Mandatory licensing - houses in multiple occupation

As part of the Housing Act 2004, compulsory licensing of certain HMO properties was introduced (also known as mandatory licensing).  This is intended to help improve standards, particularly in larger, high-risk HMO, and to ensure that these properties are managed by "fit and proper persons".

Mandatory licensing of HMOs has be extended (from 01 October 2018) so that smaller properties used as HMOs in England which house 5 people or more in 2 or more separate households will in many cases require a licence. For further information and as a starter, visit the Government website GOV.UK This link will take you to an external website... .

The council is not currently operating any additional or selective HMO licensing schemes.

You can see the HMO licence register for both South Oxfordshire and Vale of White Horse District Councils here (33.4 KB) PDF .  

HMO - Licence fees

The Vale of White Horse District Council has currently set the licence fee at:

New HMO Licence Application - £720.00 (includes an application inspection and an interim check inspection).

The above New HMO licence application fee is paid in two parts:

  • Application fee -          £410.00
  • Licence issue fee -       £310.00

Renewal HMO Licence Application - £510.00 (includes an application inspection and an interim check inspection)

Additional inspection(s) requested by landlord - £150.00 (per inspection)

(All these fees are set locally by the council, reviewed annually and cover the 5 year licence period).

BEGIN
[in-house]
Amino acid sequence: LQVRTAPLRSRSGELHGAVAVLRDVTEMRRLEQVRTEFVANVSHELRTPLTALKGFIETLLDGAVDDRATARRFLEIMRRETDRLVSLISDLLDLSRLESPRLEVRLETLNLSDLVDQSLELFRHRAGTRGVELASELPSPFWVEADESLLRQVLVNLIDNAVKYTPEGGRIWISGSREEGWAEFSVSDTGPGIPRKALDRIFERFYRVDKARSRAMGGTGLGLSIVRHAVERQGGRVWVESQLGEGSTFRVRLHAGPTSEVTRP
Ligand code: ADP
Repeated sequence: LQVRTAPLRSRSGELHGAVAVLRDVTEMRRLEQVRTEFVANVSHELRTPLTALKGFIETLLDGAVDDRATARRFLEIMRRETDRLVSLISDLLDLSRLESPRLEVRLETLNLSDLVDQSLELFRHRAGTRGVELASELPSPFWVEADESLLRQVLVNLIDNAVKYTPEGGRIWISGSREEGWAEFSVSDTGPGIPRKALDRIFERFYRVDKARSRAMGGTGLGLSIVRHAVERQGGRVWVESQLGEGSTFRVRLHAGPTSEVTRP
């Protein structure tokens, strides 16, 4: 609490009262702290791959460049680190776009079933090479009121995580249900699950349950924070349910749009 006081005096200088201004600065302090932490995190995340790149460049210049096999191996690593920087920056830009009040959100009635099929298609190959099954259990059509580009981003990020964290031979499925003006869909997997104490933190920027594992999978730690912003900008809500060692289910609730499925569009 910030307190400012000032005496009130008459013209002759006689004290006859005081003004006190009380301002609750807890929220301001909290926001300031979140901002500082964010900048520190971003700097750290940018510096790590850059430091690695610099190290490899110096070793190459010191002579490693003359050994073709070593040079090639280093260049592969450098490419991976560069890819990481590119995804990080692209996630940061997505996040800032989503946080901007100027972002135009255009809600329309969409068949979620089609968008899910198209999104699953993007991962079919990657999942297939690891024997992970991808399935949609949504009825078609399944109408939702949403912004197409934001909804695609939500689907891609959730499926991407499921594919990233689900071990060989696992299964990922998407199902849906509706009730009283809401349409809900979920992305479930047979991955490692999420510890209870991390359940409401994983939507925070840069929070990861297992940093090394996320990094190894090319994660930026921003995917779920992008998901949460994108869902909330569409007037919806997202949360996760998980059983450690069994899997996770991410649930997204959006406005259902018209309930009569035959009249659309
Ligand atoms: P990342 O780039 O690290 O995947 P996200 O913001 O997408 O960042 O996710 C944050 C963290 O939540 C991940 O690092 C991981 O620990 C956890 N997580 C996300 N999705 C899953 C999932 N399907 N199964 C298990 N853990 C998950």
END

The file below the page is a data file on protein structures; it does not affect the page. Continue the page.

Will Tacit consent apply?

Tacit consent does not apply to this application as it is in the public interest that the council must process your application before it can be granted. If you have not heard from the Private Sector Housing Team within 90 days from your application date, please contact us.

HMO - Penalties

It is an offence to operate a licensable HMO without having obtained a license. The current fine that can be imposed is £20,000.

In addition, any Housing Benefit paid to the landlord of an unlicensed HMO, may be repayable to the local authority (subject to a Residential Property Tribunal Order) and in some circumstances, tenants can apply to the Residential Property Tribunal (RPT) for a Rent Repayment Order if they have paid rent to a landlord who has failed to obtain an HMO licence.

HMO - Management Orders

A local authority can apply to a RPT to manage an HMO that is not licensed. This means the council could take over management responsibilities from the landlord in respect to the property, including collection of rent and carrying out repairs etc. This is referred to as an Interim or Final Management Order.

Last reviewed: 09 - 04 - 2019

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